2. Learn from your Data. Your UM vendor should be able to provide you with extensive data about your medical providers. Use that data and claims data to refine your MPN, to create prior-authorization protocols, and expedite appropriate medical care. Some of the questions to ask while evaluating this data:
  • Which providers are adhering to guidelines and have the highest approval ratings?
  • Which providers are cooperating with your return to work efforts? Returning recovering employees to work with the lowest number of lost days?
  • Which providers submit requests with reports that clearly support the need for treatment, versus those that require additional information to be submitted (which leads to delays and additional UM efforts)?
  • What categories of treatment are always approved?
  • What categories of treatment are problematic?
  • Where is unnecessary friction being created?

  1. Get to Yes, Quickly. Does your utilization management team understand the need to approve appropriate care as quickly as possible? Expediting appropriate care facilitates recovery and return to work and is much more cost-effective in the long run than delaying care through denials on technicalities or overly strict adherence to guidelines. Guidelines are developed on a bell-curve and not every recovering worker fits in that bell-curve. If there are compelling reasons to approve outside of guidelines, your UM vendor should do so.

If you have trusted medical providers who achieve good outcomes and have good diagnostic skills, and the recovering worker meets criteria for surgery, do you really need to make them have every confirmatory diagnostic test before you approve surgery to address the underlying issue? How much cost and delay does requiring scheduling of an MRI and getting the subsequent diagnostic confirmation add to each surgical request? Is your recovering worker losing time during this additional testing timeframe?

  1. Use Automation, Wisely. Automation of repetitive tasks, and automation to assure timeliness, are wonderful things. Automatically matching guidelines to a given request is also very efficient, but automating clinical decisions is not as easy as it sounds. If you are trying to achieve the most expedient recovery and return to work, automatically approving treatment has its pitfalls.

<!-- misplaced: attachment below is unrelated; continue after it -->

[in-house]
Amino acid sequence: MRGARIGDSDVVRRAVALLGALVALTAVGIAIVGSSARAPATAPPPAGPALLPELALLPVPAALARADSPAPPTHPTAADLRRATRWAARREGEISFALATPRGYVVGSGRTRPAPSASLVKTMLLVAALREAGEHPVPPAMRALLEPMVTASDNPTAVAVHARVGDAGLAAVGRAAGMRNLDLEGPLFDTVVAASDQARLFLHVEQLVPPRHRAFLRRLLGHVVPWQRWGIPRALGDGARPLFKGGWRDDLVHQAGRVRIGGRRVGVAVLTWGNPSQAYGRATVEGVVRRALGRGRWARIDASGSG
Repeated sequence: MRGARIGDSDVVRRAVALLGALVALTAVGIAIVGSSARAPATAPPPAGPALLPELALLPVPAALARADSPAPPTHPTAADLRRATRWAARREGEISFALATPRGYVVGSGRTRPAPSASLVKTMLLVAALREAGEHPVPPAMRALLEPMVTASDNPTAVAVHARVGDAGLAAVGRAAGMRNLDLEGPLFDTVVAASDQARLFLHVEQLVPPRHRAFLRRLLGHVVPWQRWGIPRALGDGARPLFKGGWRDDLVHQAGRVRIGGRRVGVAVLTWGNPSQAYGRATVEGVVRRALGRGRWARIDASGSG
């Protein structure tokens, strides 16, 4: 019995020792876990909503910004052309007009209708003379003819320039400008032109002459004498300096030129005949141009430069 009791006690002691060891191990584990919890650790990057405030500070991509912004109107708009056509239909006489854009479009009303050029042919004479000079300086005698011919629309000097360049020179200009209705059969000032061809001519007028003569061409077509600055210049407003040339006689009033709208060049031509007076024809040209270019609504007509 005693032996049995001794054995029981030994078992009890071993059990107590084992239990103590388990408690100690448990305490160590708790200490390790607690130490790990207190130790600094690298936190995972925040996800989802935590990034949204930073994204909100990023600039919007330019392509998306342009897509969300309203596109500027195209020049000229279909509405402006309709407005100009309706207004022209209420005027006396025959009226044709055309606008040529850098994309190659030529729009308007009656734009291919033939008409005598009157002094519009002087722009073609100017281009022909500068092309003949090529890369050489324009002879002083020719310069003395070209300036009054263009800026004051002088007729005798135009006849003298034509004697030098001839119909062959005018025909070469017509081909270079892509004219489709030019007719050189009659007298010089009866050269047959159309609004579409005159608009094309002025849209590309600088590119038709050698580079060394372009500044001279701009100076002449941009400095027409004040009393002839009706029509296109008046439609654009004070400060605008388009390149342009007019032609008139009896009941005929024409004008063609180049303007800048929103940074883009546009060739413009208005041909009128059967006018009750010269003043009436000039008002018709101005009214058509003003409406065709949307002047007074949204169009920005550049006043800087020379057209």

At many points in the recovery process, guidelines may support any number of treatment modalities, but it still takes clinical judgement to know which is the best course of treatment, at this TIME, for this RECOVERING WORKER, with these CO-MORBIDITIES. A Utilization Management program takes an approach which says, “what is the BEST course of treatment?”  First Level UM case managers are not able to deny treatment that is supported by guidelines, but the case manager can ask “could we try this…?” Most often, as reflected by the charts above, with great results.

  1. Know When to Say No. However, there are times when a denial of treatment is necessary. Co-morbidities may create a risk for the recovering worker, despite the fact they meet the clinical criteria for care. A diabetic with hypertension, may have meet criteria for a surgical repair of their shoulder, but are they fit for surgery? Drug interactions may pose harm to recovering workers when medications are taken together, or with certain supplements. In these cases, a denial should clearly delineate the risks to the recovering worker.

Not everyone is a good actor. We have seen the spinal hardware and toxicology schemes, the opioid crises, the compounding and topical medications that are inappropriately prescribed. These and other schemes create waste in the system, and further victimize the recovering worker in their worst forms.

In conclusion, when your UM/UR Vendor facilitates appropriate, timely care or puts a stop to inappropriate care, they are protecting the recovering worker, and ultimately that is the goal of good Utilization Management.